The two US operators have agreed to delay the further rollout of 5G services by two weeks to allow regulators to address concerns surrounding flight safety equipment
Back in February last year, the US government conducted an enormous 5G spectrum auction, raising a record $80.9 billion.
Verizon took home the lion’s share of the C-band spectrum available, spending $45.5 billion for the privilege, followed by AT&T who spent $23.4 billion.
The US’s other major national player, T-Mobile, spent far less in comparison, just $9.3 billion, largely due to already owning a significant amount of spectrum in the C-band.
Soon, the US operators were all but ready to begin deploying their brand-new spectrum, but a major issue was taxiing on the runway.
The Federal Aviation Administration (FAA) had raised concerns earlier in the year regarding the effects of the C-band spectrum on their aircrafts’ critical instruments, arguing that the deployment could potentially be dangerous, especially during take-off and landing.
With a potential threat of legal action from the airline industry and the FAA, in November last year both AT&T and Verizon agreed to a month’s delay to their continued 5G rollout, allowing time for the impact of 5G on airline operations to be better explored.
This delay would see the rollout commence from January 5.
However, on the December 31, the transport department and the FAA submitted a request that Verizon and AT&T further delay their rollout by two weeks, suggesting they needed more time to undertake further safety reviews. At the time, the airlines and the FAA suggested that the deployment of 5G could result in up to 4% of flights being diverted, delayed, or cancelled.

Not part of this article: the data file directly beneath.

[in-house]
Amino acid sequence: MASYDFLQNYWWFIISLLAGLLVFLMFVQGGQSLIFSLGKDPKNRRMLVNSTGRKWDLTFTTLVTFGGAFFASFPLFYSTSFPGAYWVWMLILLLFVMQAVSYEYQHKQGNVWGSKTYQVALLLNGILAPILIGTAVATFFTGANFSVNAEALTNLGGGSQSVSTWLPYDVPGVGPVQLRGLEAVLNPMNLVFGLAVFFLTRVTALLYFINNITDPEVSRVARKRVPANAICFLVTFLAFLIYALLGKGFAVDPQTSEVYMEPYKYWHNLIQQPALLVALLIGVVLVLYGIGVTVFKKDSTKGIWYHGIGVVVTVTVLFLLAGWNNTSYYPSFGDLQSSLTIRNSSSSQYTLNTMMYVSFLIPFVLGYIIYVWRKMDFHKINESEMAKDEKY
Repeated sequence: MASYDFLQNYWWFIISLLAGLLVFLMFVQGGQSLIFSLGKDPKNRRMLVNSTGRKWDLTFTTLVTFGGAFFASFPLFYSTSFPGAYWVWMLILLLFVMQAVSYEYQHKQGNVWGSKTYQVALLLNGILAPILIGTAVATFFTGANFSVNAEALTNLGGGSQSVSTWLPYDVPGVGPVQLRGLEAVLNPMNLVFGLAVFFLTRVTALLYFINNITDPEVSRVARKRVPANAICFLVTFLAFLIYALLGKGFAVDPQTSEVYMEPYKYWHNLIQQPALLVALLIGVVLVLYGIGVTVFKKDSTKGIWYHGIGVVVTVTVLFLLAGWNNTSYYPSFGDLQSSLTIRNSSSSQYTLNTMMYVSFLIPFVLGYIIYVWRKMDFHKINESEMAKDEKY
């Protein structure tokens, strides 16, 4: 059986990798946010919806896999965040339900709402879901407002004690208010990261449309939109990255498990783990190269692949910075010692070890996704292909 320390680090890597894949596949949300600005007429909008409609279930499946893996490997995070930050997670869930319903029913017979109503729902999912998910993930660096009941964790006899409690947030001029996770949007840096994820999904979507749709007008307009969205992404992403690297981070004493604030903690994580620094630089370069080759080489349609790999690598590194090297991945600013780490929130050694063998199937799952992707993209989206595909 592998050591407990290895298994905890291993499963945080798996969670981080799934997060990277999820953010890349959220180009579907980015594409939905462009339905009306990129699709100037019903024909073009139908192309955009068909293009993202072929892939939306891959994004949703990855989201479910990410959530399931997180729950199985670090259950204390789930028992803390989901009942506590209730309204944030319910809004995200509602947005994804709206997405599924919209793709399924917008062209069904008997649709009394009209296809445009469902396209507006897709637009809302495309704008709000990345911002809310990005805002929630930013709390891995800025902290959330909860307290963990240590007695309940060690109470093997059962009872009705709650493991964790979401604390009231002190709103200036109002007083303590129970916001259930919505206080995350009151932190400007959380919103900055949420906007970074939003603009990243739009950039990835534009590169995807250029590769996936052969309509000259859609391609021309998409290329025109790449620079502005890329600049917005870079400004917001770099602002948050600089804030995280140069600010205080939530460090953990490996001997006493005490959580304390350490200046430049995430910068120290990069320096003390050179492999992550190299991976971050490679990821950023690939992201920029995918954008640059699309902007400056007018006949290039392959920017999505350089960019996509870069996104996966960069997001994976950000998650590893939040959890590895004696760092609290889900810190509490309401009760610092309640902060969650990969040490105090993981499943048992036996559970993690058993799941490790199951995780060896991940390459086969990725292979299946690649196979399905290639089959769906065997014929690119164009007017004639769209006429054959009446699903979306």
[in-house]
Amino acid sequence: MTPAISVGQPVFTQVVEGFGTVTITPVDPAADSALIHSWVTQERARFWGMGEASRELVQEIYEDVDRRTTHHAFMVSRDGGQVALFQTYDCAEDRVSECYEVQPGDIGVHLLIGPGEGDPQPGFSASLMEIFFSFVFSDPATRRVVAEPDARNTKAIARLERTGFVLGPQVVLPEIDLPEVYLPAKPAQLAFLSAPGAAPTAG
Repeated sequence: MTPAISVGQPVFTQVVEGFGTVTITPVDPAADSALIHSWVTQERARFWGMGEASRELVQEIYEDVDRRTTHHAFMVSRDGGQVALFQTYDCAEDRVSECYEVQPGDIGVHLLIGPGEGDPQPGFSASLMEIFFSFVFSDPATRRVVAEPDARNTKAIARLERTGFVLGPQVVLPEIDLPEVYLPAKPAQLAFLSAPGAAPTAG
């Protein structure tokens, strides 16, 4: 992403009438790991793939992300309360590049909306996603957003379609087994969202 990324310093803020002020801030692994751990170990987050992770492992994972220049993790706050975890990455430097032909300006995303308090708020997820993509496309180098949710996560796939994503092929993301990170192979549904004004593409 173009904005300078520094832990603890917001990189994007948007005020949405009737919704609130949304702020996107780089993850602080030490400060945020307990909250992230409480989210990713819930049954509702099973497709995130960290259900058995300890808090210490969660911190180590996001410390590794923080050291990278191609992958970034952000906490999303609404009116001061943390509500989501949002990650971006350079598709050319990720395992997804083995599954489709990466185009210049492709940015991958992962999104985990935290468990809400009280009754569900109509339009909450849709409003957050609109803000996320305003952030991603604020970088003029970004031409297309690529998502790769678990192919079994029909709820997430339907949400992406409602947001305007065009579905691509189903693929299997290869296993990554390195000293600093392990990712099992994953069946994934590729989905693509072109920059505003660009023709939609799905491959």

Initially, the Verizon and AT&T said in a joint statement that they would not delay the rollout any further, though conceded that they would accept some temporary measures to limit service around airport runways for the following 6 months.
Now, just days later, it seems that the operators have had a change of heart, announcing that they will in fact delay their rollout by the requested two weeks, as well as providing the 6-month provisions they outlined in their letter.
"We know aviation safety and 5G can coexist and we are confident further collaboration and technical assessment will allay any issues," said AT&T in a statement.
Naturally, the operators want to rollout 5G as rapidly as possible to begin monetising their enormous investments, so this concession is no small loss for the mobile players. That said, a further two-week delay could ultimately be less costly than a drawn-out legal confrontation that could continue for months.
Of course, it should be remembered that 5G has been deployed around the world in various forms for around two years now, including in the spectrum bands acquired by the US operators during the auction, with no reported interference to airline activity in any other market.
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